The camera is a small enough Nikon CoolPix S9, which I can carry in a pocket, though I am leery of doing so in the event of a high impact crash. Having had a head-on collision with a mini-van (that made an illegal left turn less than 20 feet away from me), I am sensitive to carrying anything in my pockets that could shatter my ribs.

I wanted to tell you how much I've enjoyed and admired your stories about riding a scooter in the snow and on gravel. I've told three people about your post regarding the Christmas tree on your scooter -- since I read it last night. You and Sojourner (Sharon) write on a very cerebral and pure level. By comparison, my own work is like the oil slick on a trout stream.

Jack Riepe
Twisted Roads

Steve Williams said...

Jack: Thanks for your kind words. I definitely find riding soothing and I'm glad it comes through in the posts.

Thinking about your arthritis challenges and getting on and off the bike perhaps there is a PIaggio MP3 in your future. Those three wheelers are in my head already for a day when I need more stability or if my back gets to the point where I don't want to be pulling the scooter on and off the center stand so much.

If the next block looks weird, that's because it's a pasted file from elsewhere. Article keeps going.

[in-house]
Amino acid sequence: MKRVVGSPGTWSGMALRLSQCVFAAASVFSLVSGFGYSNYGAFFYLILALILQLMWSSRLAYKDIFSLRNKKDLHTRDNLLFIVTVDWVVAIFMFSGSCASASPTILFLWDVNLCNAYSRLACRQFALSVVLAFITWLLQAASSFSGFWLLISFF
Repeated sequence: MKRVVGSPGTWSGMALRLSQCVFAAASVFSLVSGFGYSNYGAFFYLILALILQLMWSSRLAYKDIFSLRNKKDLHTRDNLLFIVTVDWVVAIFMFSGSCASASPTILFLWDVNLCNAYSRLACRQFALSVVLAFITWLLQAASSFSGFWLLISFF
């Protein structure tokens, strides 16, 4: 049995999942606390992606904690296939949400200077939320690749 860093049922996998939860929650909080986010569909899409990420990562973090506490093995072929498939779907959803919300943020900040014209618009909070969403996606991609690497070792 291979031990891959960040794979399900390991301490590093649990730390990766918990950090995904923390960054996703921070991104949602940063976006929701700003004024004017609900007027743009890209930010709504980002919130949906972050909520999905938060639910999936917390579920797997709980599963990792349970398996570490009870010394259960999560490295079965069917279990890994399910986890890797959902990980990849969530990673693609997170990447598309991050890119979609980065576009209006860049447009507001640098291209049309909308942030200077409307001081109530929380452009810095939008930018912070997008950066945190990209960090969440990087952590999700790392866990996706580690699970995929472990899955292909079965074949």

I try not to carry anything in my pockets for the same reason you describe. Sometimes I forget to pull the pens out of my shirt pocket though and I think those are like little potential daggers...

"OIl slick on a trout stream". That's funny. I've read your blog and I think you are being too hard on yourself. We just all have different voices and think about different things...

Sojourner rides said...

Steve, I feel as you do about the relaxed, slower speed of two wheels, and being able to stop and smell the roses. I was surprised to hear you wonder if it would be the same on a motorcycle. Perhaps it's a matter of one's reference point. Mine is that between a motorcycle and car. The motorcycle allows me the luxury you speak of. I associate the car with speed and indifference and being boxed in a cabin that disconnects me from nature. But the bike, it demands that I take a different road, at a different pace, one that is conducive to tripping the shutter and getting in touch with my environment. Nice post!

Touring Motocycle Tires said...

Nothing gives me pleasure than to ride on my motorcycle and make several stops just to admire nature. I take lots of photographs of me on my motorcycle and my motorcycle too. I don't like backrests. they would make me feel lazy and i would not enjoy my rides. Steve, you are a great rider, photographer and story teller! Keep up!